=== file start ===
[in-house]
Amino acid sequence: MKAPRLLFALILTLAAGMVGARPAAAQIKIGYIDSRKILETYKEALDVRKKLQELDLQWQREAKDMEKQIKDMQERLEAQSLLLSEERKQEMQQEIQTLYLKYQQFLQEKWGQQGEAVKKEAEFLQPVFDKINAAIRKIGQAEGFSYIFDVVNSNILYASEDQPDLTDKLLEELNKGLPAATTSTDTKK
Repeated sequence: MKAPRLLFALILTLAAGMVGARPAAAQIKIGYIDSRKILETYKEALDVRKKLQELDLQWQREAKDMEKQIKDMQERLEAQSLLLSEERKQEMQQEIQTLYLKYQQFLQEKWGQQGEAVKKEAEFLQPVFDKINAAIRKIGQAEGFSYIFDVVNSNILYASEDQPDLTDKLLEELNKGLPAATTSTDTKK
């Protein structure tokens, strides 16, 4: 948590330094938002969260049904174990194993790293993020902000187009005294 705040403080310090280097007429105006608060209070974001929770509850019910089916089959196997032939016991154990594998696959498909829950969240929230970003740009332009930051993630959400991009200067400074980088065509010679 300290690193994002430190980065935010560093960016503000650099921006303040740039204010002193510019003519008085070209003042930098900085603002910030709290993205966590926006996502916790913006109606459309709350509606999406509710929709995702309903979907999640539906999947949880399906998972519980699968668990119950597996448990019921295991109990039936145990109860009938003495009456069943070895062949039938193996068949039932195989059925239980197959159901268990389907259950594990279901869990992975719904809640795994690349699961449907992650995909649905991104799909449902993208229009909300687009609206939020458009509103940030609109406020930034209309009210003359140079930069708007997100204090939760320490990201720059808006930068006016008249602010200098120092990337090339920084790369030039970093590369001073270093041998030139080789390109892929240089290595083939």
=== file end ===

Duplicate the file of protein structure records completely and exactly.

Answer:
[in-house]
Amino acid sequence: MKAPRLLFALILTLAAGMVGARPAAAQIKIGYIDSRKILETYKEALDVRKKLQELDLQWQREAKDMEKQIKDMQERLEAQSLLLSEERKQEMQQEIQTLYLKYQQFLQEKWGQQGEAVKKEAEFLQPVFDKINAAIRKIGQAEGFSYIFDVVNSNILYASEDQPDLTDKLLEELNKGLPAATTSTDTKK
Repeated sequence: MKAPRLLFALILTLAAGMVGARPAAAQIKIGYIDSRKILETYKEALDVRKKLQELDLQWQREAKDMEKQIKDMQERLEAQSLLLSEERKQEMQQEIQTLYLKYQQFLQEKWGQQGEAVKKEAEFLQPVFDKINAAIRKIGQAEGFSYIFDVVNSNILYASEDQPDLTDKLLEELNKGLPAATTSTDTKK
């Protein structure tokens, strides 16, 4: 948590330094938002969260049904174990194993790293993020902000187009005294 705040403080310090280097007429105006608060209070974001929770509850019910089916089959196997032939016991154990594998696959498909829950969240929230970003740009332009930051993630959400991009200067400074980088065509010679 300290690193994002430190980065935010560093960016503000650099921006303040740039204010002193510019003519008085070209003042930098900085603002910030709290993205966590926006996502916790913006109606459309709350509606999406509710929709995702309903979907999640539906999947949880399906998972519980699968668990119950597996448990019921295991109990039936145990109860009938003495009456069943070895062949039938193996068949039932195989059925239980197959159901268990389907259950594990279901869990992975719904809640795994690349699961449907992650995909649905991104799909449902993208229009909300687009609206939020458009509103940030609109406020930034209309009210003359140079930069708007997100204090939760320490990201720059808006930068006016008249602010200098120092990337090339920084790369030039970093590369001073270093041998030139080789390109892929240089290595083939």